To be an up and coming soprano with a contract to sing Donna Anna–in Milan, at La Scala, no less!–is already to be extraordinary. Octavia Voss is even more singular than that. Born in Italy centuries before the present day, she left home as a teen to pursue the dream of becoming a singer. Talent and determination get her into an opera company, but there she learns that her voice is perhaps less special than she imagined; her career prospects may be limited.
Then a depraved-seeming Countess lures Octavia and the company’s composer into a tryst. After the encounter, Octavia has been utterly transformed. She craves blood, for one thing. For another, she, the Countess and the composer all share each others’ memories… a powerful thing, considering that the composer is Wolfgang Amadeus Mozart!
Lifetimes later, Octavia still lives to sing. Her vampiric lifestyle, and her intimate exposure to Mozart’s genius, have given her endless years to perfect her craft and enjoy a bit of the limelight. But to maintain her secret, she must also endure painful periods of forced retirement. At present, happily, she is out of hiding and building a new career. Her partner in life is Ugo, a creature even more ancient than she, who acts as her personal assistant and ensures she has safe access to the blood she needs to survive. The two are very close, and when Ugo disappears just as Olivia reaches Italy to sing in Don Giovanni, she very nearly falls apart. She has become dependent upon him, perhaps to a dangerous degree, and as rehearsals go on and the usual backstage power struggles play out, the thirst–with which she’s made a terrible sort of peace–is on the rise.
Soon she will have to go out and hunt, for the first time in a long time, risking exposure. And with Ugo missing, it’s a safe bet that somebody’s after her, too.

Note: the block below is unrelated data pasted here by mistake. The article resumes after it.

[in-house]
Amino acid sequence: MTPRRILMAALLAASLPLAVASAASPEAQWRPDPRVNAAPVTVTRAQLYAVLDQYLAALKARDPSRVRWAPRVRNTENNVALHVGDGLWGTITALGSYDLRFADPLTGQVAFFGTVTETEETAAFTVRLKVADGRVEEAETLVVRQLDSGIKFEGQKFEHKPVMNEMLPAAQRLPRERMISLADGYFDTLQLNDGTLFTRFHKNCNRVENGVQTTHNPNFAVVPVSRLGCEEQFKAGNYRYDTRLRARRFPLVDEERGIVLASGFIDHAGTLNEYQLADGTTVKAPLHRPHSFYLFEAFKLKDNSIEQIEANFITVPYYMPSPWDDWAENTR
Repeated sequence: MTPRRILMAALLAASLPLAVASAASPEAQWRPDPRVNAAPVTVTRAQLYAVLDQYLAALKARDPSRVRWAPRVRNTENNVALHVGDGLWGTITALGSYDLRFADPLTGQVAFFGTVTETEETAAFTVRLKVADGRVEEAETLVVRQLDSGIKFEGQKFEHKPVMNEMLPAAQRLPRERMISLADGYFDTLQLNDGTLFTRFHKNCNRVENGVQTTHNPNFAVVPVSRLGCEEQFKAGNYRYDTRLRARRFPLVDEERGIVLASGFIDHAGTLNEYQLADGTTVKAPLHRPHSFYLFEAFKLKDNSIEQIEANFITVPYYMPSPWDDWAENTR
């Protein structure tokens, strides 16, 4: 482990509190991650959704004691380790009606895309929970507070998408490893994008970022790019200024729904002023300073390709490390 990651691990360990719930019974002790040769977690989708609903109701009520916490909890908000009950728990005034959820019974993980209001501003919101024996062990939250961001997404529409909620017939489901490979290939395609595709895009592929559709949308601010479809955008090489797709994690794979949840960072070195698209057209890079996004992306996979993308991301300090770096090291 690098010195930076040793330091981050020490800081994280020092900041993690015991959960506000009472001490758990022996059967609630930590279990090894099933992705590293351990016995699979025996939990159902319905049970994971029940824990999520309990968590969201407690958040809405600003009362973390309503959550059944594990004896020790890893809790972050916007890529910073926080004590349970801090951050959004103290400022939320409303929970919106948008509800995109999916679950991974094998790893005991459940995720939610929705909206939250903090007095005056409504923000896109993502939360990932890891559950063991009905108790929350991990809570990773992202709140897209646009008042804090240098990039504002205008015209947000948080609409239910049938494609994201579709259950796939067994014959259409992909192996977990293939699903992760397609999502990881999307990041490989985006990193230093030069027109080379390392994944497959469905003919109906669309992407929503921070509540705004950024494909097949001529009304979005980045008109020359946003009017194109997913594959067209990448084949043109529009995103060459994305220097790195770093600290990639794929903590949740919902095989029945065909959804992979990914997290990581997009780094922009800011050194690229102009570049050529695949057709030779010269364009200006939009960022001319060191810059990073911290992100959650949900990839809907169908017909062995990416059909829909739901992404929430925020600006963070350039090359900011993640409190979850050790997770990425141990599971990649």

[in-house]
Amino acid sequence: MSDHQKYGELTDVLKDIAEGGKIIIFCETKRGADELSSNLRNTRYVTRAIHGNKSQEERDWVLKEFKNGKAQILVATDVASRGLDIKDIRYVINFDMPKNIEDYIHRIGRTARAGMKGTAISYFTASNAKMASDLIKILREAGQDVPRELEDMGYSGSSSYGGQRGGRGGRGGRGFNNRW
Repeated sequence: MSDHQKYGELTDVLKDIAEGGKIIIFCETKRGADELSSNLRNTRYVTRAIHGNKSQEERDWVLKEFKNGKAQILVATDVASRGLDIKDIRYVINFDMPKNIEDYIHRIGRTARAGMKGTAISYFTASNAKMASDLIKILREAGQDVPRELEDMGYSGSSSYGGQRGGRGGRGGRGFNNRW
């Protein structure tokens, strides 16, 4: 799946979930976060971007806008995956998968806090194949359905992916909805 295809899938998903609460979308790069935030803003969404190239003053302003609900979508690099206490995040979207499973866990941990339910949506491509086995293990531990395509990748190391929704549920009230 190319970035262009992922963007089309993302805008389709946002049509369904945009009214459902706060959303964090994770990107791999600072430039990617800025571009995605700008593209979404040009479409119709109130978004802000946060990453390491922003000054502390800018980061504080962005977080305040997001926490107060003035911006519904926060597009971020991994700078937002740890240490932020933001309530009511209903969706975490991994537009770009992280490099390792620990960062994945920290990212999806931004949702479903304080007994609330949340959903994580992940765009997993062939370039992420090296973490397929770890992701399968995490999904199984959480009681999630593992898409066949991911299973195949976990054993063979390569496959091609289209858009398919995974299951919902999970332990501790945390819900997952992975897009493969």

As some of you may have read in my interview with Louise Marley earlier this summer, Mozart’s Blood is her twelfth novel. Marley’s background as a professional singer lends a satisfying richness to the behind-the-scenes action; the reader is immersed in the clique-y subculture of a professional opera company going about its work. She also offers an interesting twist on vampirism–Olivia and Mozart’s telepathic bonding when they ‘share the tooth’ is the rule, not the exception.
Vampires absorb the memories of all their victims, often to the detriment of their mental health. It is Olivia’s ability to compartmentalize these memories, focusing only on Mozart’s genius, that allows her to survive… at least until Ugo comes onto the scene with a better solution. Survivors of vampire attacks are always turned, and the rule–a sort of rebirth control, enforced by the Countess with ruthless absolutism–is that if Octavia feeds from someone, she must always kill them.
A cold-blooded creature she may be, but Olivia is a fundamentally caring woman, and it is this quality of hers that gives the book its warmth: her affection for Ugo, her sexual interest in one of the other singers, and above all her passion for opera offset the cruel realities of her condition. Mozart’s Blood tells us her life’s story, and Ugo’s (which is every bit as intriguing) in flashback, and both histories are impeccably researched.
I always enjoy Marley’s books, and this novel was no exception. Somehow, though, I found myself wanting an ephemeral ‘something more’ from it; as I read, I had a sense that I’d been more fully drawn into her previous novels. As I wrestled with the question of whether this was just nostalgia for past delights, my first thought was that perhaps those books felt more relevant, politically and socially. But Mozart’s Blood has plenty of political heft: Ugo in particular is born poor in a era where the financially vulnerable have no options at all, and Marley never sugar-coats such topics.
I also wasn’t entirely happy with how the person behind Ugo’s disappearance fit into the story–it had the feel, at times, of a puzzle piece jammed into the wrong spot. But that person’s eventual fate was delicious to behold. I was finally left to conclude that I’d loved Ugo, liked Octavia pretty well, but that they’d both paled a bit, for me, next to the protagonists of other Marley novels: Zahra of The Terrorist of Irustan, and the incredible Magdalene priest, Mother Isabel Burke, from The Child Goddess. And all that means is I may prefer Marley’s SF to her fantasy.
Science fiction Mozart’s Blood may not be, but it is an entertaining vampire novel–original, intriguing, with good historical content, and one that offers a believable vision of how chasing an artistic dream would be even more complicated for an immortal.